by Deborah Evans Price – Billboard
Few artists can claim as diverse or loyal a fan base as country music icon Loretta Lynn, as evidenced by the lineup of artists contributing tracks to tribute album “Coal Miner’s Daughter: A Tribute to Loretta Lynn,” due Nov. 9 on Columbia Records. Among the set’s contributors are Jack White, Reba McEntire, Kid Rock, Carrie Underwood, Paramore, Steve Earle and Allison Moorer.
The album includes Paramore’s take on “You Ain’t Woman Enough (To Take My Man),” Rock delivering “I Know How,” Gretchen Wilson’s version of “Don’t Come Home a Drinkin’ (With Lovin’ on Your Mind),” Lucinda Williams’ “Somebody Somewhere (Don’t Know What He’s Missin’ Tonight)” and Alan Jackson and Martina McBride’s remake of “Louisiana Woman, Mississippi Man,” one of Lynn’s classic duets with the late Conway Twitty.
“All the artists have done things with the songs that I didn’t do and I love it,” Lynn says of the project. “It’s great.”
White, who produced Lynn’s “Van Lear Rose” album (winner of the 2005 Grammy Award for country album of the year), says,”She’s so incredibly talented . . . When you work with her, she’s actually a genius. She knows exactly what she’s doing.” He adds, “Every word she writes is from the heart and she means it . . . She’s the greatest female singer/songwriter of the 20th century.”
On the tribute album, White’s band the White Stripes cover Lynn’s hit “Rated X.” “I thought it was a really shocking thing for her to choose to say in the title of a song,” White says. “Who would do that? It would be racy to come out with a song called ‘Rated X’ right now, and that came out in the ’70s.”
McEntire says, “I love Loretta Lynn,” noting that she chose to record the track “If You’re Not Gone Too Long” because “that’s the song I warm up with every night before a concert. The band and crew know I’m fixing to go onstage when they hear me sing, ‘Gonna wipe these teardrops from my eyes.’ “
The timing of the tribute couldn’t be better: Lynn is celebrating her 50th anniversary in the music industry this year. Her first single, “Honky Tonk Girl,” became a hit in 1960; signature song “Coal Miner’s Daughter” was released in 1970 and spawned a biography and the 1980 film that earned Sissy Spacek an Academy Award for best actress.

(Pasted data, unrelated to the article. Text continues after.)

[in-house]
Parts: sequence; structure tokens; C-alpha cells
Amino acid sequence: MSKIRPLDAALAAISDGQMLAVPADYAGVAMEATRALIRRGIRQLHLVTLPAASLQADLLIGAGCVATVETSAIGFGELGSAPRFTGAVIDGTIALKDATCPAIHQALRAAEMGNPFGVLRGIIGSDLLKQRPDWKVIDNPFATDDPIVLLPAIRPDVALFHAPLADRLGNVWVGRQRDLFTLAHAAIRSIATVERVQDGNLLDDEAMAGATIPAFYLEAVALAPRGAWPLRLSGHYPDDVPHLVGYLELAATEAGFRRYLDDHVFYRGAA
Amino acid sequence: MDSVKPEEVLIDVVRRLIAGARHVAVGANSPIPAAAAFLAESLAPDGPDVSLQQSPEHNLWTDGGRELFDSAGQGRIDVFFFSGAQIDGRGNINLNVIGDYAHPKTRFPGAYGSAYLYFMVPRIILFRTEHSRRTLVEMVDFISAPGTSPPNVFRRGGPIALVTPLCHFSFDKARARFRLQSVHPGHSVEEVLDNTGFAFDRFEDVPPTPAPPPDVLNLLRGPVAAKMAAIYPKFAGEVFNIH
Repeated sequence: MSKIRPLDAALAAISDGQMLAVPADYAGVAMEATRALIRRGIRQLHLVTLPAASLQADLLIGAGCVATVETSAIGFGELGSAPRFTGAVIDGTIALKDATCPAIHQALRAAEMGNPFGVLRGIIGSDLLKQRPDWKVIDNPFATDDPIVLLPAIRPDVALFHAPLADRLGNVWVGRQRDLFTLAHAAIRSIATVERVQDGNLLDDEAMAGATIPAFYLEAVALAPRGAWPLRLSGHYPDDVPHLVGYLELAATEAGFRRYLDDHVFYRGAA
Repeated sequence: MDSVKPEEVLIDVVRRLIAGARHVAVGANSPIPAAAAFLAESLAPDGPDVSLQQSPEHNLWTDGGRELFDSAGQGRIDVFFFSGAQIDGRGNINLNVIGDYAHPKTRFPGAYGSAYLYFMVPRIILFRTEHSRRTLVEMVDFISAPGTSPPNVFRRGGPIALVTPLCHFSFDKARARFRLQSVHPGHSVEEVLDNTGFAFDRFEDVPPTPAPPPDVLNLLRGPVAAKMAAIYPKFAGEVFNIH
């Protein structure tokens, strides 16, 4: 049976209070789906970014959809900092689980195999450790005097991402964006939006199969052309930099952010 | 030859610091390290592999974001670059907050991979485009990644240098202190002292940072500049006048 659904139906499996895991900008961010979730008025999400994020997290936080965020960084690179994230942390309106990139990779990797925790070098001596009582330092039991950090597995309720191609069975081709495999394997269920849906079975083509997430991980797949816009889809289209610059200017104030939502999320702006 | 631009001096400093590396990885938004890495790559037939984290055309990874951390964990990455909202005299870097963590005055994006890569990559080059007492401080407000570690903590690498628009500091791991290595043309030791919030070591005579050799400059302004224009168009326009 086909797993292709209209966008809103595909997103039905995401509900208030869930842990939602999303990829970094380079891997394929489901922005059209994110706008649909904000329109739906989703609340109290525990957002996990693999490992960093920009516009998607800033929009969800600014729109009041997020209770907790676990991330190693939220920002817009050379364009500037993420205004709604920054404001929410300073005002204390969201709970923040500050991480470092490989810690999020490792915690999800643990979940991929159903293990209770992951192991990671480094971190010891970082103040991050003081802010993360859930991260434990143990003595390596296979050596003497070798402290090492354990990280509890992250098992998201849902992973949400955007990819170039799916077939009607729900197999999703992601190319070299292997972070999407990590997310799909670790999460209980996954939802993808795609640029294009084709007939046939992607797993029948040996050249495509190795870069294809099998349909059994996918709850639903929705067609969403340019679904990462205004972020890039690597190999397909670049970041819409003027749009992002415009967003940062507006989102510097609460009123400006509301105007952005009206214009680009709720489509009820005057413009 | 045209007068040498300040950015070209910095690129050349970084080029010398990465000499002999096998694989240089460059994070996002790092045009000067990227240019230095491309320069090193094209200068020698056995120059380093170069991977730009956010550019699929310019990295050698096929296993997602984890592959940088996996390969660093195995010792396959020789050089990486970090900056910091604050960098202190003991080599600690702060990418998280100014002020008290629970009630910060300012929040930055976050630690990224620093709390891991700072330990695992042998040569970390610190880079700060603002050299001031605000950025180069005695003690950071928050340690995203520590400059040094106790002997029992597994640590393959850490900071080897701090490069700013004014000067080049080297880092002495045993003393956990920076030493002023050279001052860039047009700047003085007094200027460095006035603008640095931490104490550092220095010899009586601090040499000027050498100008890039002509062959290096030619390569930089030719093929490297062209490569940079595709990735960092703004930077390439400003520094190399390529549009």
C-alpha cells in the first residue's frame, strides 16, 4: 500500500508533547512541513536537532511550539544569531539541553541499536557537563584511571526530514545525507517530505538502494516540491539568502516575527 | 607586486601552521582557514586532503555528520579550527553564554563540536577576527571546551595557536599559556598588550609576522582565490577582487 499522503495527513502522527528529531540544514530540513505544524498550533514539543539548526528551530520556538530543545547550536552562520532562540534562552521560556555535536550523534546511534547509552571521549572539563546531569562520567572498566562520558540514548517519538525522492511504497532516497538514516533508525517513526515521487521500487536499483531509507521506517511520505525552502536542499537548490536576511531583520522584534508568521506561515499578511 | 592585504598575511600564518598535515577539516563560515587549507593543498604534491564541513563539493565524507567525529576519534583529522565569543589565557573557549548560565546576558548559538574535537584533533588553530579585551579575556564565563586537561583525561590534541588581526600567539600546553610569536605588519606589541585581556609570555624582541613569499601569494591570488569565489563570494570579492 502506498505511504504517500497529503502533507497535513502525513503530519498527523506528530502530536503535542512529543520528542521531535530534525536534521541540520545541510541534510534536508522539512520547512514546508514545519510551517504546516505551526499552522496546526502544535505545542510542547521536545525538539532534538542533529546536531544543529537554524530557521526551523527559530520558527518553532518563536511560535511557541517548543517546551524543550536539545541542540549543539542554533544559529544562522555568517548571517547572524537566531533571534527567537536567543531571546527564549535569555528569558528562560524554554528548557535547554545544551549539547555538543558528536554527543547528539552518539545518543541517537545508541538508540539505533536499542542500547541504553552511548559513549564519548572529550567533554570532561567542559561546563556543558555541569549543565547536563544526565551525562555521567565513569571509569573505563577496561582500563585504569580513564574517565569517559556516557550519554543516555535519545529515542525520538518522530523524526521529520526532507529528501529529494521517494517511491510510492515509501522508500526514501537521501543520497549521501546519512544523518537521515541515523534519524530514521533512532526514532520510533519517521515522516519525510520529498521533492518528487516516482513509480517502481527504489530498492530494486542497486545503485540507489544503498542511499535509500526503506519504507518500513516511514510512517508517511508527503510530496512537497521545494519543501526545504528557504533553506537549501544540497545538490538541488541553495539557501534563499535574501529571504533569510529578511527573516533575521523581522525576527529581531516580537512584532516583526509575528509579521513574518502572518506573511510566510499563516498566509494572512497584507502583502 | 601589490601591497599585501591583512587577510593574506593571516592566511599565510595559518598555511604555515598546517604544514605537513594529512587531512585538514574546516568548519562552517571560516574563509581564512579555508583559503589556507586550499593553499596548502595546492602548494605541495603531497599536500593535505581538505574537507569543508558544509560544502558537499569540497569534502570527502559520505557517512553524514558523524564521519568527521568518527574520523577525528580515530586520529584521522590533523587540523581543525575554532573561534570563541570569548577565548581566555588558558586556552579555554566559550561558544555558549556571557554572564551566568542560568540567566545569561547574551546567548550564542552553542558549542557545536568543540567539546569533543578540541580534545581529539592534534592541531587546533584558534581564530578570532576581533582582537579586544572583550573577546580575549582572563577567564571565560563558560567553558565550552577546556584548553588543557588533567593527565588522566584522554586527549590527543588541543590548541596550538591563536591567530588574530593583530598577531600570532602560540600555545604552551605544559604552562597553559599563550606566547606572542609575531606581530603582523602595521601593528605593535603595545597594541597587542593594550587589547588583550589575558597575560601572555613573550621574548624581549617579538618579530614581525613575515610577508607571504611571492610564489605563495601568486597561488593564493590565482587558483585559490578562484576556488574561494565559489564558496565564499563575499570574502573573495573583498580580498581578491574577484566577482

For the tribute album, Miranda Lambert and Sheryl Crow join Lynn in reviving “Coal Miner’s Daughter,” the first single from the album. Sony Music Nashville chairman/CEO Gary Overton says Lynn herself has been calling radio stations to promote the release. (“Well, why not?” Lynn says with a laugh when asked why she made the calls personally.)
“Can you imagine getting that call?” asks Garth Brooks, who escorted Lynn to the Grammy Salute to Country Music Honoring Loretta Lynn event held Oct. 12 at Nashville’s Ryman Auditorium. McEntire hosted the evening, which included performances by Rock, Wilson, McBride, Lynn, Brooks and Lee Ann Womack.
Lynn, Crow and Lambert have shot a video for the new “Coal Miner’s Daughter” take. In addition to sending the single to country stations, the album will be serviced to college radio. Online marketing will extend beyond the usual country outlets.
“There’s Punk News, the Hype Factor, PopMatters, Twang Nation,” Overton says of sites being targeted. “It’s cool to like Loretta Lynn,” he adds. “With current country, you go to the same places and it does very well, but something like this when you have an icon, we’re trying to do a marketing plan that is not just cookie-cutter.”